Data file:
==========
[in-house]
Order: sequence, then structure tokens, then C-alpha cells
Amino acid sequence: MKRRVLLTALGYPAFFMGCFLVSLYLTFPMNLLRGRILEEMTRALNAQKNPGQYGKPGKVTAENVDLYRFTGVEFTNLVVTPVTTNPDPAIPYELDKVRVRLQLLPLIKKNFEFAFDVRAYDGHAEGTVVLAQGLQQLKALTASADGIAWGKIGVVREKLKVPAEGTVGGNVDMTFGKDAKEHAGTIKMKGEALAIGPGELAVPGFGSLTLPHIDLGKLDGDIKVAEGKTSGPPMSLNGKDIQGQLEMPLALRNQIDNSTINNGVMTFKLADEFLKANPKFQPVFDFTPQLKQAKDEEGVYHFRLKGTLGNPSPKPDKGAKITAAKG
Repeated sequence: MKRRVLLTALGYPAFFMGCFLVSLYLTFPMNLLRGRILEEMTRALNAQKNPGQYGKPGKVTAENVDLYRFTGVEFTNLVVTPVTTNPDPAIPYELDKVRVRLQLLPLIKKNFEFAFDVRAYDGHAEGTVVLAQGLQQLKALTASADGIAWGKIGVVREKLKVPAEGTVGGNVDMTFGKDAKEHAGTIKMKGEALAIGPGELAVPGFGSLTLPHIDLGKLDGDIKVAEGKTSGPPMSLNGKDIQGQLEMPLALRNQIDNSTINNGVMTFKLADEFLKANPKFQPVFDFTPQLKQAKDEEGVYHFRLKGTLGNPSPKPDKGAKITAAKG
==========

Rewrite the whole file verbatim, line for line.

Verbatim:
[in-house]
Order: sequence, then structure tokens, then C-alpha cells
Amino acid sequence: MKRRVLLTALGYPAFFMGCFLVSLYLTFPMNLLRGRILEEMTRALNAQKNPGQYGKPGKVTAENVDLYRFTGVEFTNLVVTPVTTNPDPAIPYELDKVRVRLQLLPLIKKNFEFAFDVRAYDGHAEGTVVLAQGLQQLKALTASADGIAWGKIGVVREKLKVPAEGTVGGNVDMTFGKDAKEHAGTIKMKGEALAIGPGELAVPGFGSLTLPHIDLGKLDGDIKVAEGKTSGPPMSLNGKDIQGQLEMPLALRNQIDNSTINNGVMTFKLADEFLKANPKFQPVFDFTPQLKQAKDEEGVYHFRLKGTLGNPSPKPDKGAKITAAKG
Repeated sequence: MKRRVLLTALGYPAFFMGCFLVSLYLTFPMNLLRGRILEEMTRALNAQKNPGQYGKPGKVTAENVDLYRFTGVEFTNLVVTPVTTNPDPAIPYELDKVRVRLQLLPLIKKNFEFAFDVRAYDGHAEGTVVLAQGLQQLKALTASADGIAWGKIGVVREKLKVPAEGTVGGNVDMTFGKDAKEHAGTIKMKGEALAIGPGELAVPGFGSLTLPHIDLGKLDGDIKVAEGKTSGPPMSLNGKDIQGQLEMPLALRNQIDNSTINNGVMTFKLADEFLKANPKFQPVFDFTPQLKQAKDEEGVYHFRLKGTLGNPSPKPDKGAKITAAKG